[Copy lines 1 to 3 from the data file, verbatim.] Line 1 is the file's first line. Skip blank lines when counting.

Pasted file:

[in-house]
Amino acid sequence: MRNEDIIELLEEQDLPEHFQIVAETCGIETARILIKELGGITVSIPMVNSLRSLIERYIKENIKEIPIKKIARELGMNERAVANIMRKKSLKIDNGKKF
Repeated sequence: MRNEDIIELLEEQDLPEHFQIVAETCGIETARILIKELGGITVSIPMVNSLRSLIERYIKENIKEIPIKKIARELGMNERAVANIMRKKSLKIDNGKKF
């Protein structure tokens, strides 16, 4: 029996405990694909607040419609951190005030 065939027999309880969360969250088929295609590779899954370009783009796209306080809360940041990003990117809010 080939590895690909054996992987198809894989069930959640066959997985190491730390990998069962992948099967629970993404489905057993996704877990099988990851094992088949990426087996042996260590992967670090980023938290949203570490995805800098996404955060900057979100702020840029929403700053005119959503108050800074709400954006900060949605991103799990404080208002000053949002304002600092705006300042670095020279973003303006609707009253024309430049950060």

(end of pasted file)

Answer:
[in-house]
Amino acid sequence: MRNEDIIELLEEQDLPEHFQIVAETCGIETARILIKELGGITVSIPMVNSLRSLIERYIKENIKEIPIKKIARELGMNERAVANIMRKKSLKIDNGKKF
Repeated sequence: MRNEDIIELLEEQDLPEHFQIVAETCGIETARILIKELGGITVSIPMVNSLRSLIERYIKENIKEIPIKKIARELGMNERAVANIMRKKSLKIDNGKKF